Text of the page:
Scripture declares, “The wages of sin is death.” (Rom. 6:23)   Christ Jesus died that death for us.  Our sins were laid on Jesus in His death.  He endured the penalty of all sin in His suffering and death.  And in His death we have peace with God.  Our entire debt of sin has been completely erased in the death of Jesus Christ.

We can scarcely believe this – that we are that bad and God is that good.  The disciples had a hard time with it too.  In our text we see two of them wanting power and position at the Lord’s right and left hand in His coming kingdom.  A concerned mother wants to be sure her children will have a place in the kingdom with Jesus.  And would that all parents have a similar concern for their children; if only all parents would pray to Jesus, “Lord, I want my son, my daughter to be with You in Your kingdom.”

Parents today are concerned about their children, but so often they have only superficial concerns.  Too seldom are moms and dads concerned about the spiritual welfare of their offspring.  We want them to be happy, we want them to have everything the other kids have, we want them to know how to live in this world.  And yet, here’s the thing: if we do not teach them first and foremost how to die in faith, then we have taught them nothing.

Jesus asked James and John if they knew what they were asking.  He asked them, “Are you able to drink the cup that I am about to drink…?”  They answered, “We are able.”  And in this we see the pattern for Jesus’ disciples.  You want to be great in the kingdom?  I will tell you how to be great in the kingdom.  “…whoever desires to become great among you, let him be your servant.  And whoever desires to be first among you, let him be your slave – just as the Son of Man did not come to be served but to serve and to give His life a ransom for many.”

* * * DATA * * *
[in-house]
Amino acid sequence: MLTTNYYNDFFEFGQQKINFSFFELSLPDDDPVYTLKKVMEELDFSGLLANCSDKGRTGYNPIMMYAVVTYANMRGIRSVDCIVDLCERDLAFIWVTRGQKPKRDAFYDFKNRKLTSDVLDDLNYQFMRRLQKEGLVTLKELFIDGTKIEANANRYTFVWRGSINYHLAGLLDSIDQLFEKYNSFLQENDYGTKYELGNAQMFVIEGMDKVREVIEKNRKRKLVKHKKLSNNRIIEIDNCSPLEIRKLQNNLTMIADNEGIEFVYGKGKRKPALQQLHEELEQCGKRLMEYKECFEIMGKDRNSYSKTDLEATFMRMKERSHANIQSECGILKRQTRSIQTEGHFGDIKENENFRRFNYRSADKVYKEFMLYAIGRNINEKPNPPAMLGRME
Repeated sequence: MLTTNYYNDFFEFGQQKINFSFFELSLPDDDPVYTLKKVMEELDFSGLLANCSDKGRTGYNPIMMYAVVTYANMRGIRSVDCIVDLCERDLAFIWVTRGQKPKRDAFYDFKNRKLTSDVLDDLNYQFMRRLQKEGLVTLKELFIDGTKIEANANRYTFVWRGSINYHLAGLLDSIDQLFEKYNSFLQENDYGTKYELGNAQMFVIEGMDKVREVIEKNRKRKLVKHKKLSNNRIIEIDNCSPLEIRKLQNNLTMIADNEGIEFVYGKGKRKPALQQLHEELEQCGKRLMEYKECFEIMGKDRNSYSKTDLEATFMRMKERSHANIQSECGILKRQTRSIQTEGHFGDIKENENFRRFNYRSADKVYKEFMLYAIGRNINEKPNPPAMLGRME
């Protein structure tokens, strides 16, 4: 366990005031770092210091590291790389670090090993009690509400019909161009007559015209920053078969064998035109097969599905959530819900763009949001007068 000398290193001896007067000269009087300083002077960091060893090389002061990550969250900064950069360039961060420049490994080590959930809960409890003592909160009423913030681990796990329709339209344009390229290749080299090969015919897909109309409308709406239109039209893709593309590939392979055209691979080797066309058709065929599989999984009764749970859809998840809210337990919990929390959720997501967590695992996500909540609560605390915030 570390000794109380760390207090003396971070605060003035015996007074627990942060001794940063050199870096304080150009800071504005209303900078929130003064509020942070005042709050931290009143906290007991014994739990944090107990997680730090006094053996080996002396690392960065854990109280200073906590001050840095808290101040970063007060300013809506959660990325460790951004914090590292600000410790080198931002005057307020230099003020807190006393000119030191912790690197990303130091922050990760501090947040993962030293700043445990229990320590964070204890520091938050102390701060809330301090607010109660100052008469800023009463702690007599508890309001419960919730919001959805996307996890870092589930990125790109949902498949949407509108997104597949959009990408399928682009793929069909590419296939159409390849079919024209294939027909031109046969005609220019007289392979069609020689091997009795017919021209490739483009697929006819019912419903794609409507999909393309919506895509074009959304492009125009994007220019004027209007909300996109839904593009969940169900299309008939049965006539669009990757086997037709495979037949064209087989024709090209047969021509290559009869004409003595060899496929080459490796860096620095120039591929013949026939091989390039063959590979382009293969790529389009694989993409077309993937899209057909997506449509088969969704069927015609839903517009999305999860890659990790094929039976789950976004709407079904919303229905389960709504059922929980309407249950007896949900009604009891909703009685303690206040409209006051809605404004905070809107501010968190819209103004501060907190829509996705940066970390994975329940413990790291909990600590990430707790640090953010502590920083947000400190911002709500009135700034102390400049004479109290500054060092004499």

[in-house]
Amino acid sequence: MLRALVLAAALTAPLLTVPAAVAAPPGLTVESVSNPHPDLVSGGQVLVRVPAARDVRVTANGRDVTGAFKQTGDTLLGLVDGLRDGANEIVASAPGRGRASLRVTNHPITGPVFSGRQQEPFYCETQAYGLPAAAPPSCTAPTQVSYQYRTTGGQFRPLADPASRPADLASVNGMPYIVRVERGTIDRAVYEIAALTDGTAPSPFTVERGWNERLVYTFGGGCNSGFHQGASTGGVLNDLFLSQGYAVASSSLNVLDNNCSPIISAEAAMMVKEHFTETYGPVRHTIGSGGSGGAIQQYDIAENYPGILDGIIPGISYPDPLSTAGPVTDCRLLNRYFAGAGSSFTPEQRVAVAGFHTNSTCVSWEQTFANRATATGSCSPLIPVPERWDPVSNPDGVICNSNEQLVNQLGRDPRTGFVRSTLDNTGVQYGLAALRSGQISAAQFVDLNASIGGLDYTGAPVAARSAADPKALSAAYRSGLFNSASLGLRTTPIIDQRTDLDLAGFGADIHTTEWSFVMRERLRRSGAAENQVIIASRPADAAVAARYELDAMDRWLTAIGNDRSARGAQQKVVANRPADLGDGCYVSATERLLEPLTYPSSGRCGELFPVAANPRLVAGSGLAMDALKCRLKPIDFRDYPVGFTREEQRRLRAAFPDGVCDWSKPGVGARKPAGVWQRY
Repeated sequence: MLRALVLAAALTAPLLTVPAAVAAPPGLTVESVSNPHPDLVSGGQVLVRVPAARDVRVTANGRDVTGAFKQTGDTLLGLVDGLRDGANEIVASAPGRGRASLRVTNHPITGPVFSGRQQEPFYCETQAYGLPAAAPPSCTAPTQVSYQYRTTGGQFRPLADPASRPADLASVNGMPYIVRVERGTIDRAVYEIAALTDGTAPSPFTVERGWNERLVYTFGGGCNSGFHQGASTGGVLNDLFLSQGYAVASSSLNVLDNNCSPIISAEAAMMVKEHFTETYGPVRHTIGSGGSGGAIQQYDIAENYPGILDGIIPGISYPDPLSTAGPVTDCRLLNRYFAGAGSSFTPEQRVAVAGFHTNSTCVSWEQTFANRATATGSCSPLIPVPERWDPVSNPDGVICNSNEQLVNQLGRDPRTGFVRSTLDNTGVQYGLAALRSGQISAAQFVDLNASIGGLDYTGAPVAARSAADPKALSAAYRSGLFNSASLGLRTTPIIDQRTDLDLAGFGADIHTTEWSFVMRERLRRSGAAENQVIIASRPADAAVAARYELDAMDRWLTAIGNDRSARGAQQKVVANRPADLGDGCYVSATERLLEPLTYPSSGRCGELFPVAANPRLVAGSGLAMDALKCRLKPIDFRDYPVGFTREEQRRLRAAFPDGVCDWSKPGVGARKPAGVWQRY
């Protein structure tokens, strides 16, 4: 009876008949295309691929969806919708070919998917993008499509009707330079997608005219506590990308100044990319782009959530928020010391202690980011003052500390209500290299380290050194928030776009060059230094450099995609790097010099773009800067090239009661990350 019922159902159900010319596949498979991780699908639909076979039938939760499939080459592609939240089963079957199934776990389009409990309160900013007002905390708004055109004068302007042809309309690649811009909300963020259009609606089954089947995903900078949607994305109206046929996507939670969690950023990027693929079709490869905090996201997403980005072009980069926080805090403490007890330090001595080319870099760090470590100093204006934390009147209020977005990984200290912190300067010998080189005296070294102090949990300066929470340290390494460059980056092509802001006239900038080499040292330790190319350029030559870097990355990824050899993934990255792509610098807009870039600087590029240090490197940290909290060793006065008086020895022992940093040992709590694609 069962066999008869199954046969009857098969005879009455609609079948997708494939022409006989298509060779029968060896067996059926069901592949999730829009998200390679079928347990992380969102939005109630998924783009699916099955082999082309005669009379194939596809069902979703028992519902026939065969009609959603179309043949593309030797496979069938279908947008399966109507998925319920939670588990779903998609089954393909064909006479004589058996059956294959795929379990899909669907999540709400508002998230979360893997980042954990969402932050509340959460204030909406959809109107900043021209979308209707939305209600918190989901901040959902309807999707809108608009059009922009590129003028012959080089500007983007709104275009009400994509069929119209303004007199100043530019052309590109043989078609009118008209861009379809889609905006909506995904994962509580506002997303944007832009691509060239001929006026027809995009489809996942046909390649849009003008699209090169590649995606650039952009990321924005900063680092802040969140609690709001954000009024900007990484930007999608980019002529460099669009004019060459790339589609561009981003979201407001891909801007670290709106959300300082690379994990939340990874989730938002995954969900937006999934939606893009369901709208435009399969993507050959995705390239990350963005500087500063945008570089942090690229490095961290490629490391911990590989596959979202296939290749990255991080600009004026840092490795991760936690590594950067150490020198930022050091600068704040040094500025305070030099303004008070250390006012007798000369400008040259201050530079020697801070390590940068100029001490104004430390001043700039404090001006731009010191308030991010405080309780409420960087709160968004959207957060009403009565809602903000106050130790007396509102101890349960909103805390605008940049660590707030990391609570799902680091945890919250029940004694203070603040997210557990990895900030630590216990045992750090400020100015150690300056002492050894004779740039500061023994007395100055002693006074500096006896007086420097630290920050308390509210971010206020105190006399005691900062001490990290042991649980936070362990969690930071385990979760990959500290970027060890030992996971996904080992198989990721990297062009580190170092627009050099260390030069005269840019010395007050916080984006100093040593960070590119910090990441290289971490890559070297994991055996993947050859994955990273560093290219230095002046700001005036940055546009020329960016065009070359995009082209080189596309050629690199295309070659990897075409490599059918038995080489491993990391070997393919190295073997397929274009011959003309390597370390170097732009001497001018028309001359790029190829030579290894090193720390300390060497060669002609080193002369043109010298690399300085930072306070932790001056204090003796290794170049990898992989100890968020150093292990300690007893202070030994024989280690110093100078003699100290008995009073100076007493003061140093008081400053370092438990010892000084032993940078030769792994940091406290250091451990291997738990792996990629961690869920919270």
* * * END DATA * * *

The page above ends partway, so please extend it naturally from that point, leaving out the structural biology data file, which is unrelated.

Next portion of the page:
The price of His life?  Service.  The purpose of His death?  Ransom – the payment price.  Enslaved by sin, bound in the chains of guilt, doomed by that sin to a death that never ends, we have been ransomed by the blood of Christ.

“The soul that sins, it shall die,” (Ezekiel 18:4) declares the Word of God.  But here in Christ the soul that never sinned is delivered into death and hell for us.  Why?  So that we would be His; so that we would be set free to serve Him all the days of our lives; so that we with Him would deny ourselves, take up our cross, and follow Him in faith; so that we would be servants of one another as He was a servant for us.  That, dear Christian, is discipleship according to Jesus Christ.

Are you ready for this?  Are you prepared to bear the scorn, the mockery, the misunderstandings for your confession of His name?  Are you willing to bear the burdens of others who suffer for His name?  We need not fear nor back away when we hear that the demands of discipleship include being delivered into difficult situations for His name’s sake.  We need not fear that the cross we bear will prove too heavy, too demanding, to restricting.

Jesus reminds us tonight that before He offers us our cross, He offers us His own; He offers us Himself.  He reminds us tonight of the severity of sin, as we sang earlier,

Ye who think of sin but lightly nor suppose the evil great,

Here may view its nature rightly, here its guilt may estimate.

Mark the sacrifice appointed, see Who bears the awful load;

‘Tis the Word, the Lord’s anointed, Son of Man and Son of God. (TLH 153:3)

And through the sufferings, the cross, and the death Christ bore for us we are even more profoundly reminded that His cross and death to sin has become our cross and death to sin.  Again as we sang,

Here we have a firm foundation, here the refuge of the lost.

Christ the Rock of our Salvation, His the name of which we boast.

Lamb of God for sinners wounded, Sacrifice to cancel guilt!

None shall ever be confounded who on Him their hope have built. (TLH 153:4)

In the name of the Father and of the + Son and of the Holy Spirit.